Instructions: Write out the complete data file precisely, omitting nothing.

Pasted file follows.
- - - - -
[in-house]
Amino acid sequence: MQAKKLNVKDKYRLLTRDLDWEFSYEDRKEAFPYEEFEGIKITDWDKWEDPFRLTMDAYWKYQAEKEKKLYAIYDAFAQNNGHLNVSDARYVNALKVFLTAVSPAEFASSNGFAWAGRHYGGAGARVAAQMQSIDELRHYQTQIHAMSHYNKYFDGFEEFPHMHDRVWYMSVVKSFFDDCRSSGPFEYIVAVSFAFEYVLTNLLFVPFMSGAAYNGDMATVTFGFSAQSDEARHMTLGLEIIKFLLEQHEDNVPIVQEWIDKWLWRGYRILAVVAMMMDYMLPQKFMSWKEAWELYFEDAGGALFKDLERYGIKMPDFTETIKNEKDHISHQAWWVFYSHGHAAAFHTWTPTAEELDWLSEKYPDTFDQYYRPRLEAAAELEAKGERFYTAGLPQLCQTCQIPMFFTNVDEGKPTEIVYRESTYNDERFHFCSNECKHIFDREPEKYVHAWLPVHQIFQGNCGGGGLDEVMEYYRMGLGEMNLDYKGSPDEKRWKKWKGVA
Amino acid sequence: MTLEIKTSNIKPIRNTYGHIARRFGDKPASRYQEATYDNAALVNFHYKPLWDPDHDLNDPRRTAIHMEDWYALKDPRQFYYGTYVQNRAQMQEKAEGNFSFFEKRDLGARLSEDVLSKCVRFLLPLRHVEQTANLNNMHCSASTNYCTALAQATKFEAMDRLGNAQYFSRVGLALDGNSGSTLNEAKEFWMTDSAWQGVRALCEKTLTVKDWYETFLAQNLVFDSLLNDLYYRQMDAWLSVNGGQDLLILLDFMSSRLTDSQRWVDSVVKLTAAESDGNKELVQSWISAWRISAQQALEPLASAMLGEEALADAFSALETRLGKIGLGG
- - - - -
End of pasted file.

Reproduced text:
[in-house]
Amino acid sequence: MQAKKLNVKDKYRLLTRDLDWEFSYEDRKEAFPYEEFEGIKITDWDKWEDPFRLTMDAYWKYQAEKEKKLYAIYDAFAQNNGHLNVSDARYVNALKVFLTAVSPAEFASSNGFAWAGRHYGGAGARVAAQMQSIDELRHYQTQIHAMSHYNKYFDGFEEFPHMHDRVWYMSVVKSFFDDCRSSGPFEYIVAVSFAFEYVLTNLLFVPFMSGAAYNGDMATVTFGFSAQSDEARHMTLGLEIIKFLLEQHEDNVPIVQEWIDKWLWRGYRILAVVAMMMDYMLPQKFMSWKEAWELYFEDAGGALFKDLERYGIKMPDFTETIKNEKDHISHQAWWVFYSHGHAAAFHTWTPTAEELDWLSEKYPDTFDQYYRPRLEAAAELEAKGERFYTAGLPQLCQTCQIPMFFTNVDEGKPTEIVYRESTYNDERFHFCSNECKHIFDREPEKYVHAWLPVHQIFQGNCGGGGLDEVMEYYRMGLGEMNLDYKGSPDEKRWKKWKGVA
Amino acid sequence: MTLEIKTSNIKPIRNTYGHIARRFGDKPASRYQEATYDNAALVNFHYKPLWDPDHDLNDPRRTAIHMEDWYALKDPRQFYYGTYVQNRAQMQEKAEGNFSFFEKRDLGARLSEDVLSKCVRFLLPLRHVEQTANLNNMHCSASTNYCTALAQATKFEAMDRLGNAQYFSRVGLALDGNSGSTLNEAKEFWMTDSAWQGVRALCEKTLTVKDWYETFLAQNLVFDSLLNDLYYRQMDAWLSVNGGQDLLILLDFMSSRLTDSQRWVDSVVKLTAAESDGNKELVQSWISAWRISAQQALEPLASAMLGEEALADAFSALETRLGKIGLGG